Even as President Barack Obama tries to make a hard case for overhauling sentences, rehabilitating prisoners and confronting racial bias in policing, he has been less clear about the death penalty. Obama has hinted that his support for capital punishment is eroding, but he has refused to discuss what he might call for...Charles Ogletree
, a Harvard law professor who taught the president, said: “Though not definitive, the idea that the president’s views are evolving gives me hope that he — like an increasing number of prosecutors, jurors, judges, governors and state legislators — recognizes that the death penalty in America is too broken to fix.”
The Prosecution Cannot Rest on a Trade Secret
An op-ed by Noah Feldman
. On the surface, TrueAllele Casework, a computer program that extracts genetic profiles from DNA samples, would seem to mark an advance in criminal justice technology. But defense lawyers say it shouldn’t be allowed in court, because Cybergenetics Corp., the firm that owns the program, won’t reveal the software’s source code, which it considers a trade secret. The resulting conflict, which is presently playing out in a Pennsylvania murder trial, poses fascinating and important questions: Do we need to know exactly how a given technique works to consider it scientifically reliable and admissible in court? And is it democratically right to convict, and possibly execute, someone based on a secret process the defendant isn’t allowed to know?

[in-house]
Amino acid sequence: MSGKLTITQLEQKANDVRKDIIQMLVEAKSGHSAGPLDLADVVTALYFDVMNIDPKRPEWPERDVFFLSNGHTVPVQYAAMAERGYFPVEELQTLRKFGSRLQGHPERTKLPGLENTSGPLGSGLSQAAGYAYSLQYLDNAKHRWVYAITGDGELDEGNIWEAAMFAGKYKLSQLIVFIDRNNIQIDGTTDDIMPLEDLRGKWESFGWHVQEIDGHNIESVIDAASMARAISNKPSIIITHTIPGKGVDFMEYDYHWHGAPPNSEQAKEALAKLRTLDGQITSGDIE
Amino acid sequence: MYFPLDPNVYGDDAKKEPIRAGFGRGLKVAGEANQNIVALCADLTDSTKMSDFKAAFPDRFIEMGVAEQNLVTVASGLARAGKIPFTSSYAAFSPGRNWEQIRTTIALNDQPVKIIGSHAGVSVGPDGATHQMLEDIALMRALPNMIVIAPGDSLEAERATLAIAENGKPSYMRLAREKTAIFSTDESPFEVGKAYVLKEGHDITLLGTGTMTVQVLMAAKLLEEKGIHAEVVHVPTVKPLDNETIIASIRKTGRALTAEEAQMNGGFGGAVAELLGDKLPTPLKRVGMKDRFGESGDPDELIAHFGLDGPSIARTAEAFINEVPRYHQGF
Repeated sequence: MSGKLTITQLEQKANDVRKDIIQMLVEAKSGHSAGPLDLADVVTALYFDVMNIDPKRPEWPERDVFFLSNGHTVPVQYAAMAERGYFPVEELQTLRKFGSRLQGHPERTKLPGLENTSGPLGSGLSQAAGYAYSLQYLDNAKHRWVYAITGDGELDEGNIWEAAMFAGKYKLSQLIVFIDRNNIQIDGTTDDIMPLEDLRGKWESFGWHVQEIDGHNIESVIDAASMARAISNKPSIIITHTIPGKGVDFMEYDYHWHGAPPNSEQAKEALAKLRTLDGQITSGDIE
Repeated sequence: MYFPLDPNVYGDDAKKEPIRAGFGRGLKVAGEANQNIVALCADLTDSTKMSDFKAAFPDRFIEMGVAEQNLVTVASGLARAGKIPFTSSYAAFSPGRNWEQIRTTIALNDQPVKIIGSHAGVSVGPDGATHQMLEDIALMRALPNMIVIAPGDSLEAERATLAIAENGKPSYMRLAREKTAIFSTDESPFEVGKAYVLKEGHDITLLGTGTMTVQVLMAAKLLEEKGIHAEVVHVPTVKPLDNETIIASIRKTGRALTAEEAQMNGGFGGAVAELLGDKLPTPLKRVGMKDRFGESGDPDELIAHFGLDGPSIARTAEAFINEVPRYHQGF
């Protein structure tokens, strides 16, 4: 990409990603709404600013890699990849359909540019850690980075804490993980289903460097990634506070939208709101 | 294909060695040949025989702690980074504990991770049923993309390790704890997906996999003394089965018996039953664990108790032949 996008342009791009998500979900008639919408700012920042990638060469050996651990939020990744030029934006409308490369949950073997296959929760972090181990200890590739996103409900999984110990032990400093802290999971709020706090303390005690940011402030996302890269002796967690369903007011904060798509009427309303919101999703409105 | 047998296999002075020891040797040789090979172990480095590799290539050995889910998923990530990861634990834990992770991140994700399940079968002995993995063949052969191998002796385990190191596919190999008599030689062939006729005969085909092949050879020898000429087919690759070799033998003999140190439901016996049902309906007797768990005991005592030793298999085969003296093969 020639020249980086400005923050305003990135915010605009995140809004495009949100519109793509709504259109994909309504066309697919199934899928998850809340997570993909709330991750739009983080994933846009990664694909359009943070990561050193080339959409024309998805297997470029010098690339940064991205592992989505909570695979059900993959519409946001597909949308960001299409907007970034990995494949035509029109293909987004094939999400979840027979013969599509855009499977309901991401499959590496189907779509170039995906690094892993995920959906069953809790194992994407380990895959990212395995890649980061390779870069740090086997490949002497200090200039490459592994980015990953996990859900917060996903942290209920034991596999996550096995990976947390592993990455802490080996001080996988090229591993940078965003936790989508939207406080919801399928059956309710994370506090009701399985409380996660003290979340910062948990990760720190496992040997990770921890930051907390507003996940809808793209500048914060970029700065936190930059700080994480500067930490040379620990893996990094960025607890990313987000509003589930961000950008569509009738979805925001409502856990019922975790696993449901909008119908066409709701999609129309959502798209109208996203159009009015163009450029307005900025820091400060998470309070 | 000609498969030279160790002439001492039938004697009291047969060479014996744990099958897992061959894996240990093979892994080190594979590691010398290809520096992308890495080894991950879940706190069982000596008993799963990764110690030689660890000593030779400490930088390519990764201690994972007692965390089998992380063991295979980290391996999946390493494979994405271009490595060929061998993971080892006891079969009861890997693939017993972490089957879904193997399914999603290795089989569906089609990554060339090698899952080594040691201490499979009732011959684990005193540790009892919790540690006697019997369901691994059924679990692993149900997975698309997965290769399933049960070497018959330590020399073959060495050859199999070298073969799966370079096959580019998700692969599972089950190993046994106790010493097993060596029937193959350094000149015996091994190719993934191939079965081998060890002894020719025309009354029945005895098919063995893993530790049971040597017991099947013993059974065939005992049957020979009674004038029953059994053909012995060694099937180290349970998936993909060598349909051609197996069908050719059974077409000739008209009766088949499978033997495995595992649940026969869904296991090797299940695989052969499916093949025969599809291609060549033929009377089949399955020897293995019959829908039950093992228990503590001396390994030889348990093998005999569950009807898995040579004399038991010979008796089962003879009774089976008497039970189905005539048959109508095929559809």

No Girls Allowed? Boy Scouts Have a Case
An op-ed by Noah Feldman.
What are the legal prospects for the California girls who want to join the Boy Scouts of America? Five girls, ages 10 to 13, have asked the local council to be admitted as full-fledged Boy Scouts. Should they eventually take their case to court, they won’t be able to rely on Title IX, the law that prohibits sex discrimination in educational institutions, because Congress wrote in an exemption for the Boy Scouts. Structurally, the exemption resembles the one that Congress gave Major League Baseball from antitrust laws: It doesn't really have a principled basis, but reflects some combination of tradition and lobbying power.